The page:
Superstorm Sandy: Following The Money, Assessing NJ’s Recovery One Year Later

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A business owner looks at an information flyer at a Business Recovery Form held in Perth Amboy last December. FEMA and Small Business Administration provided information to business owners affected by Hurricane Sandy. (Photo by Patsy Lynch/FEMA)

A business owner looks at an information flyer at a Business Recovery Form held in Perth Amboy last December. FEMA and Small Business Administration provided information to business owners affected by Hurricane Sandy. (Photo by Patsy Lynch/FEMA)

by Scott Gurian / NJ Spotlight

Sandy was without a doubt the most destructive storm to hit New Jersey in modern times, causing dozens of deaths, damaging or destroying nearly 350,000 buildings, and leaving 7 million residents in the dark. Official estimates put statewide losses at around $37 billion, but one recent study speculated that once factors like loss of economic activity and tourism dollars, borrowing costs, infrastructure repairs, and storm mitigation are taken into account, the cost could rise billions or even tens of billions higher.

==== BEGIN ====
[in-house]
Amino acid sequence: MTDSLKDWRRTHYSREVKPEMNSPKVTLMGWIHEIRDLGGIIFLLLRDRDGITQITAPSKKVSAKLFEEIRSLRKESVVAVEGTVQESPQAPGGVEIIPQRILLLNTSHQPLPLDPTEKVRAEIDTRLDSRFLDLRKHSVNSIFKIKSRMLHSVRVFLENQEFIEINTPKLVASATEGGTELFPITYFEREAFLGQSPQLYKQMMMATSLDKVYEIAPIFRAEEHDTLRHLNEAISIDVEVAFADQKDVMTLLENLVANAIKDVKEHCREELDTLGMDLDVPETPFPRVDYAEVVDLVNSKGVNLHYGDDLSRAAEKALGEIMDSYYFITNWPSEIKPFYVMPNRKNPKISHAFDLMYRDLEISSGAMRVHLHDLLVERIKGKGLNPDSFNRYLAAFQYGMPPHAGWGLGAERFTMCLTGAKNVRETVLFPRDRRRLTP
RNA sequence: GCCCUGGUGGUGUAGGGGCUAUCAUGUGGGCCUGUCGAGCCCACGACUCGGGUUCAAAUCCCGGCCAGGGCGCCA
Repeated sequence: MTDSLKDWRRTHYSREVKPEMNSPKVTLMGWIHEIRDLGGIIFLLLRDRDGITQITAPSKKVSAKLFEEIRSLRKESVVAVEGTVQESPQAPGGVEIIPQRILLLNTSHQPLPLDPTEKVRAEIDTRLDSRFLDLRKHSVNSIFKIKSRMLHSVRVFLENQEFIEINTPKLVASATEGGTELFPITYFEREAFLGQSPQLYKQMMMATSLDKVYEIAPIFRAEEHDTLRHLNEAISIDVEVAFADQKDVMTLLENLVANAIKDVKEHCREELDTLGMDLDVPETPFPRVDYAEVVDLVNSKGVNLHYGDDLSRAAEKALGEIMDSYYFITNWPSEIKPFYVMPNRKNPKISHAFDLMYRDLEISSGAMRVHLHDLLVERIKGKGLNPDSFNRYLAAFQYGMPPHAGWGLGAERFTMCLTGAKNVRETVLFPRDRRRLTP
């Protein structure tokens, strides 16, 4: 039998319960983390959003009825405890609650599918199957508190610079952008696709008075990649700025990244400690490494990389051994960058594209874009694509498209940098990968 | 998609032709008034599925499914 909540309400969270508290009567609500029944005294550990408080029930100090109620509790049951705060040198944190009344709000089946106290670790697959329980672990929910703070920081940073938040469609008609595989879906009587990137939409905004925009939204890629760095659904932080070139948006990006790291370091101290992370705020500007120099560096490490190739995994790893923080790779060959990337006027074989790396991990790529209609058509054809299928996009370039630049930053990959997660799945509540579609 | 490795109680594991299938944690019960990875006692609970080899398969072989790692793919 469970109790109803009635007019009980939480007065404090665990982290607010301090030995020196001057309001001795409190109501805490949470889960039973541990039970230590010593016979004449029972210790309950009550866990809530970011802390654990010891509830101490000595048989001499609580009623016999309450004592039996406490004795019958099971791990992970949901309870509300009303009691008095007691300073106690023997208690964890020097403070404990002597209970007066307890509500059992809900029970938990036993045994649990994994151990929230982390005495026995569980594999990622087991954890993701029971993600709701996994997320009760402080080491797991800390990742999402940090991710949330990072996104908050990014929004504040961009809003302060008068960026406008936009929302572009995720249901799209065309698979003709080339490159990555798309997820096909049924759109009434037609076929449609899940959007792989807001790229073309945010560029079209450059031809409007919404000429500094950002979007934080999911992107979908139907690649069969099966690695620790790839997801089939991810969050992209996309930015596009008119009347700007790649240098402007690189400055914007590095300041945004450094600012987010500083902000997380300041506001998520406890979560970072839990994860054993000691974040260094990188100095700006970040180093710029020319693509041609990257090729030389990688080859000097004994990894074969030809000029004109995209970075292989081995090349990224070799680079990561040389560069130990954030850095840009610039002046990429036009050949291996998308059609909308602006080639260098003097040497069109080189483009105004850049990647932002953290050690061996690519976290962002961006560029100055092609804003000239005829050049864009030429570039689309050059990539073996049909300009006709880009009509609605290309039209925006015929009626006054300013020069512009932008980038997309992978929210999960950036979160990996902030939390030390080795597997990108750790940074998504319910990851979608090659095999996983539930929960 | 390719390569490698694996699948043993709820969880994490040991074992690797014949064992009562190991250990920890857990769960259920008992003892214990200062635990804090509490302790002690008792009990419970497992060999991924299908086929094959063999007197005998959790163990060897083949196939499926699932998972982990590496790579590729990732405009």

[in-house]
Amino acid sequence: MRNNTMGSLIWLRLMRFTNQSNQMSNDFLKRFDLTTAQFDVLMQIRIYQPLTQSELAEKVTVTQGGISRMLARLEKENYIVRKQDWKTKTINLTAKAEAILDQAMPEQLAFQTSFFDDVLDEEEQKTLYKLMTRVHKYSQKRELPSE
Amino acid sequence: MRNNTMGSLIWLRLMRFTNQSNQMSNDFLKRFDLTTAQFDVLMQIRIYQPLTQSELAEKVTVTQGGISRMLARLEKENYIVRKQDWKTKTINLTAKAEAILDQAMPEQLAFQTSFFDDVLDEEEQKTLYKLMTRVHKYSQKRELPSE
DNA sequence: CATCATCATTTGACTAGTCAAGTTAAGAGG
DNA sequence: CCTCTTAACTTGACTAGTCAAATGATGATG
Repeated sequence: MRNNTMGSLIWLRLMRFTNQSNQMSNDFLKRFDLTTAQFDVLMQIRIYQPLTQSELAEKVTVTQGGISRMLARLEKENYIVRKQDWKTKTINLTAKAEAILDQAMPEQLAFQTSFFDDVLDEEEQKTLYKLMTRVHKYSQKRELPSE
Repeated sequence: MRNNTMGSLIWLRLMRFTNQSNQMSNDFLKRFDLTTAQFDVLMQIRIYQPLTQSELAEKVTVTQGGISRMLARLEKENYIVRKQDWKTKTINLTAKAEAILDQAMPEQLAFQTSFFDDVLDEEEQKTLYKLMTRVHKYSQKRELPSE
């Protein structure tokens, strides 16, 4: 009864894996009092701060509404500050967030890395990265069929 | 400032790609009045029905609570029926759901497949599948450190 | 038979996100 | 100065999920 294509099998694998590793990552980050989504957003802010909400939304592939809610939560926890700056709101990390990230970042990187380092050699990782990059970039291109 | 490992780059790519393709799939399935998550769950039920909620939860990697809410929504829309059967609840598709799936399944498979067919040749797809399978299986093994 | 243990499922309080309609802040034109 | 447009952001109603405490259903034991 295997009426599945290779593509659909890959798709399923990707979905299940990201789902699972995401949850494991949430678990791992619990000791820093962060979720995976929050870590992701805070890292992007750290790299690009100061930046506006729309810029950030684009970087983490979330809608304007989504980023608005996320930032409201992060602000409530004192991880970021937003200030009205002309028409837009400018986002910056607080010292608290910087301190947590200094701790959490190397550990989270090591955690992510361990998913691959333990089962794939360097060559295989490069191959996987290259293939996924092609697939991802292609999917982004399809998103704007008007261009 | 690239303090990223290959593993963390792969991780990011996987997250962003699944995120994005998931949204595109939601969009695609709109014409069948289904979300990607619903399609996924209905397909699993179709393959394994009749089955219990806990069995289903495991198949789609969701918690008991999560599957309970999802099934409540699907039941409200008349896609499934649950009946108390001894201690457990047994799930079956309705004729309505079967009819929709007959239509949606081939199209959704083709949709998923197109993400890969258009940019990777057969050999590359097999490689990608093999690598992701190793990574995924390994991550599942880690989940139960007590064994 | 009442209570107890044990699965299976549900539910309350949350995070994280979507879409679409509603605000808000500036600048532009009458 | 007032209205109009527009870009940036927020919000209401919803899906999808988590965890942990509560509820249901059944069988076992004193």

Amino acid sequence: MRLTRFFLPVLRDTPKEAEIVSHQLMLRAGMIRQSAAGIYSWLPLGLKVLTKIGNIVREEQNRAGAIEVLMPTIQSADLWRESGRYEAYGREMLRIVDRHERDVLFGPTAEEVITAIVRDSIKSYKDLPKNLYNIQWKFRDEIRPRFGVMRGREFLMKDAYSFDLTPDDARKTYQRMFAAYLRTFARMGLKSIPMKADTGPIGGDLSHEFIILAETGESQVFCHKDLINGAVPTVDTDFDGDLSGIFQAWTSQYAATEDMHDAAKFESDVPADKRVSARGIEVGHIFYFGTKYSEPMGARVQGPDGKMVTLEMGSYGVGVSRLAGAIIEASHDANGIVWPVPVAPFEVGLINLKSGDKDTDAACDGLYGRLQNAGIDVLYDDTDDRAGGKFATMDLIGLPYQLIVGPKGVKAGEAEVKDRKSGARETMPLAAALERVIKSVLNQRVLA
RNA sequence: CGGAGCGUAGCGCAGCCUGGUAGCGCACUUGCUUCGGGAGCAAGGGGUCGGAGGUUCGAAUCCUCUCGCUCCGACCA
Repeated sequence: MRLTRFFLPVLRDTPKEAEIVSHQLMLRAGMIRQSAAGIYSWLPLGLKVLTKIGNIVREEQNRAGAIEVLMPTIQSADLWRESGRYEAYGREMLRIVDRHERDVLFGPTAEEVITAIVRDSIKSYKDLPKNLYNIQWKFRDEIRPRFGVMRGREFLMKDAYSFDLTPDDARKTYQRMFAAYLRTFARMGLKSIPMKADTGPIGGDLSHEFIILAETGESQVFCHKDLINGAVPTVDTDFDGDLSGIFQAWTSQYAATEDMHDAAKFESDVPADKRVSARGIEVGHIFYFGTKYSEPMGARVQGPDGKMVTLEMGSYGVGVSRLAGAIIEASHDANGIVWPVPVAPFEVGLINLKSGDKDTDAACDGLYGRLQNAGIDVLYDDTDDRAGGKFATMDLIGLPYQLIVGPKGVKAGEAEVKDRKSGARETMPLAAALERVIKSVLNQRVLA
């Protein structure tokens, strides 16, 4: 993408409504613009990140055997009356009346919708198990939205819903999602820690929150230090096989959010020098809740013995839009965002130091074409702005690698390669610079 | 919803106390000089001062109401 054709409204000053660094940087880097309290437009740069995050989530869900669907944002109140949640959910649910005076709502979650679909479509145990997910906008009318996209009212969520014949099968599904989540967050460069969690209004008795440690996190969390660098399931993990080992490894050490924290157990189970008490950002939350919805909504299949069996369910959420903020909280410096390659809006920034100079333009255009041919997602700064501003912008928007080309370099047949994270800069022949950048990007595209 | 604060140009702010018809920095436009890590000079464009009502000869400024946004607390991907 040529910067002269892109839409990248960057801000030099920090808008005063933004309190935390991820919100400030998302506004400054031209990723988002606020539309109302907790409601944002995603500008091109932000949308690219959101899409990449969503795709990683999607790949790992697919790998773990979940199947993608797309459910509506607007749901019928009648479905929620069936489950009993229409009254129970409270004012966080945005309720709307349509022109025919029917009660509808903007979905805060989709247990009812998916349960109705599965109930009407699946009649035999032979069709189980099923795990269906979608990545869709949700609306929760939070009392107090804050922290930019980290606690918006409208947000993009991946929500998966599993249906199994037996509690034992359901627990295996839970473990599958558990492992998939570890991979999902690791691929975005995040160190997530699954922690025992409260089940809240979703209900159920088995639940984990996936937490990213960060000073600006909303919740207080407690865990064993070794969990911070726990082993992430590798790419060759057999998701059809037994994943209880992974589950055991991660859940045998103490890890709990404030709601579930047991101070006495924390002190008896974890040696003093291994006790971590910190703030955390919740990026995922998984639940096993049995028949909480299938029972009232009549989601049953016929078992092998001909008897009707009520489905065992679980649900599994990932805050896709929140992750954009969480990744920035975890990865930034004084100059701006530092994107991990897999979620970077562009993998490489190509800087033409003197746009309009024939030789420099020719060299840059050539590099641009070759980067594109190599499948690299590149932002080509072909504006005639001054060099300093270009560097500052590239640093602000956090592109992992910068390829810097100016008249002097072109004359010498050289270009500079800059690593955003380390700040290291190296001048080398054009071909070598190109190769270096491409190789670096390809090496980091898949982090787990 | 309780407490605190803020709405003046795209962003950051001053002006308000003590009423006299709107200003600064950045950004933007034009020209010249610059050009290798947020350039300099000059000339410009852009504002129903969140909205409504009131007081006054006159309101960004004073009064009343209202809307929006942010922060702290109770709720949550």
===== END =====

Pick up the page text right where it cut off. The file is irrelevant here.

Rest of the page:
Assessing the state of the recovery one year later is hard to do. There are plenty of anecdotes from shore residents to go around, but it’s hard to get a sense of the big picture. Building construction permit numbers don’t really tell the story, since there’s no way to separate figures of houses being rebuilt as a result of the storm from homes that would have been built anyway. And while vacant lots abound in places like Union Beach, there is no data available on a statewide level to indicate just how many people have yet to return to their homes. The Ocean County Planning Board did estimate recently, however, that it could be as high as 26,000 residences countywide.

Read the full story at NJ Spotlight


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